Activists smash tablets atop ‘Mount Sinai’ to launch faith-based climate push

JEBEL MUSA, Egypt — An initiative to mobilize faith leaders worldwide to push governments to do more about climate change kicked off Sunday morning with an Israeli environmental activist smashing mock tablets of stone atop an Egyptian peak believed by many to be Mount Sinai, to symbolize the world’s failure to protect the planet.

The idea was hatched in the run up to the United Nations COP27 climate conference taking place in the Egyptian resort of Sharm el-Sheikh, by solar energy entrepreneur Yosef Abramowitz and David Miron Wapner, who chairs the Jerusalem-based Interfaith Center for Sustainable Development.

The Sinai Climate Partnership, symbolically launched at the ceremony, brings together the Interfaith Center for Sustainable Development, the Elijah Interfaith Institute, the Peace Department, the United Nations Faith for Earth Initiative, Abramowitz’s Gigawatt Global, and the Israeli environmental advocacy organization, Adam Teva V’Din.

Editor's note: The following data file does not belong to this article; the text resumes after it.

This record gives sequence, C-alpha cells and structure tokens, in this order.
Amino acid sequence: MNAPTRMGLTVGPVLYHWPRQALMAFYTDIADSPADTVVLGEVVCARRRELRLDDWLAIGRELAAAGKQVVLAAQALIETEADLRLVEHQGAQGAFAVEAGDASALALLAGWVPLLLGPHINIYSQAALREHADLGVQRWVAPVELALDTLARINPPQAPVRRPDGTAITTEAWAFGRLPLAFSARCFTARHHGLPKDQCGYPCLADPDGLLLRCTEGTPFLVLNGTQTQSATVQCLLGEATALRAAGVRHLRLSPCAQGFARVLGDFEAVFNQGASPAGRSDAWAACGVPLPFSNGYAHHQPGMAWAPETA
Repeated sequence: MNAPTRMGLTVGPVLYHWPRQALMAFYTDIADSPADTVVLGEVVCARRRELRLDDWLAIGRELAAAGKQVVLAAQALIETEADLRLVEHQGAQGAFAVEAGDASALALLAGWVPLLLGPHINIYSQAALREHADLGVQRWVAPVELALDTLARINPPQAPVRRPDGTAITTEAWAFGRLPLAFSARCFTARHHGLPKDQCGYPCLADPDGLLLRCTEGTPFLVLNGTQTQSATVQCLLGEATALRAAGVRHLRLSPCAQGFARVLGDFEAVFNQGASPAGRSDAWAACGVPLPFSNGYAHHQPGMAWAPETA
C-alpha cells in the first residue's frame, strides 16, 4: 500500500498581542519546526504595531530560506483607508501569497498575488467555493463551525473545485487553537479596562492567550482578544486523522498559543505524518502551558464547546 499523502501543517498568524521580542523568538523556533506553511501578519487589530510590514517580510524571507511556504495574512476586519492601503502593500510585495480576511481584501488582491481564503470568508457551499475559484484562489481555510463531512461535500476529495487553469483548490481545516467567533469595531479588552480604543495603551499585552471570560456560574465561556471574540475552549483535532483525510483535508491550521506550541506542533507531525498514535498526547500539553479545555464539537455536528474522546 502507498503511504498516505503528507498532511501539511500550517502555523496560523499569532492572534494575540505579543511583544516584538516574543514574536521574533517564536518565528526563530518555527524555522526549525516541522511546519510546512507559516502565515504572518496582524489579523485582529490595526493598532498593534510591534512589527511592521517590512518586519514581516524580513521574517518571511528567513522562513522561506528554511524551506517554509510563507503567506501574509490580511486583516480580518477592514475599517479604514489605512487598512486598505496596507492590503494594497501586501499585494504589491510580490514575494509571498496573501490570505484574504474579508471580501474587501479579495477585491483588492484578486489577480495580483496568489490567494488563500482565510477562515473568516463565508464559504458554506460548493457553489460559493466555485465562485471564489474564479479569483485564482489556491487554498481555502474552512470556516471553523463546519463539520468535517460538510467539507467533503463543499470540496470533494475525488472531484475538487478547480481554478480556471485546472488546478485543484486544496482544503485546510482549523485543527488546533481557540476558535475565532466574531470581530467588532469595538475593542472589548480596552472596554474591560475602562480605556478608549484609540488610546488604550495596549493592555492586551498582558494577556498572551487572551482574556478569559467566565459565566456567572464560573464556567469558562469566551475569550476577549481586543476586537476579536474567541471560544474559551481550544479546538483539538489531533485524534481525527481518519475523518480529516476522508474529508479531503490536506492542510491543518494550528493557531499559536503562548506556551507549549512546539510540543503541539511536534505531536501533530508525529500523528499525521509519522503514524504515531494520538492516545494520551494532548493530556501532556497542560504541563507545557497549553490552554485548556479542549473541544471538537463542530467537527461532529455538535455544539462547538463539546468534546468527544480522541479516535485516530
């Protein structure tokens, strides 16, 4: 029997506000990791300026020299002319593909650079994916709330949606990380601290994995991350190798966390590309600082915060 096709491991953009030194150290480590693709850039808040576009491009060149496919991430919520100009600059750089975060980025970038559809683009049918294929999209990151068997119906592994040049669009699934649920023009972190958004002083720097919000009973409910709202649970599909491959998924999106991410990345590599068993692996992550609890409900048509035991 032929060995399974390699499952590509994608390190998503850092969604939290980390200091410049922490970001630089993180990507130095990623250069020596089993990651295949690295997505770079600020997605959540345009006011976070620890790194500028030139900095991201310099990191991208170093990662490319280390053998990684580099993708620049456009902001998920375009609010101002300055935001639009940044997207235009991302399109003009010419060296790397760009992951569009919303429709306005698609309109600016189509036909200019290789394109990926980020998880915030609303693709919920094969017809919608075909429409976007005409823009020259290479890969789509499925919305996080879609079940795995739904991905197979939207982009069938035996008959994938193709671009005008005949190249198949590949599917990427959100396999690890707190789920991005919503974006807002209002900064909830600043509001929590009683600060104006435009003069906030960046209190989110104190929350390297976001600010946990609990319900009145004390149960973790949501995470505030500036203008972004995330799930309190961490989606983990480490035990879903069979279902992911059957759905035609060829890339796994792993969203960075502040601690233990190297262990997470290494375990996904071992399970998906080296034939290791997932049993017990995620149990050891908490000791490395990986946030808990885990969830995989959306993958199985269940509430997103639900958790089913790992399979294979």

After sunrise, Abramowitz and Wapner gathered at the summit together with Nigel Savage, the founder and former director of the US Jewish environmental organization Hazon, and his successor Jakir Manela, to read sections of the Holy Land Declaration on Climate Change signed in 2011 by the multifaith Council of Religious Leaders of the Holy Land. Two teens from the US, there as part of Christian Climate Observers, joined the ceremony as well.

After the group read from a new draft list of “Ten Principles for Climate Repentance,” formulated by dozens of multifaith leaders meeting in London over the past few days, Abramowitz smashed two tablets on the ground.

The act was a symbolic echo of the Bible’s Moses smashing the 10 Commandments in protest against the Israelites, after descending Mount Sinai.

“We look down to Sharm el-Sheikh and we’re not satisfied,” Abramowitz said as he smashed a tablet.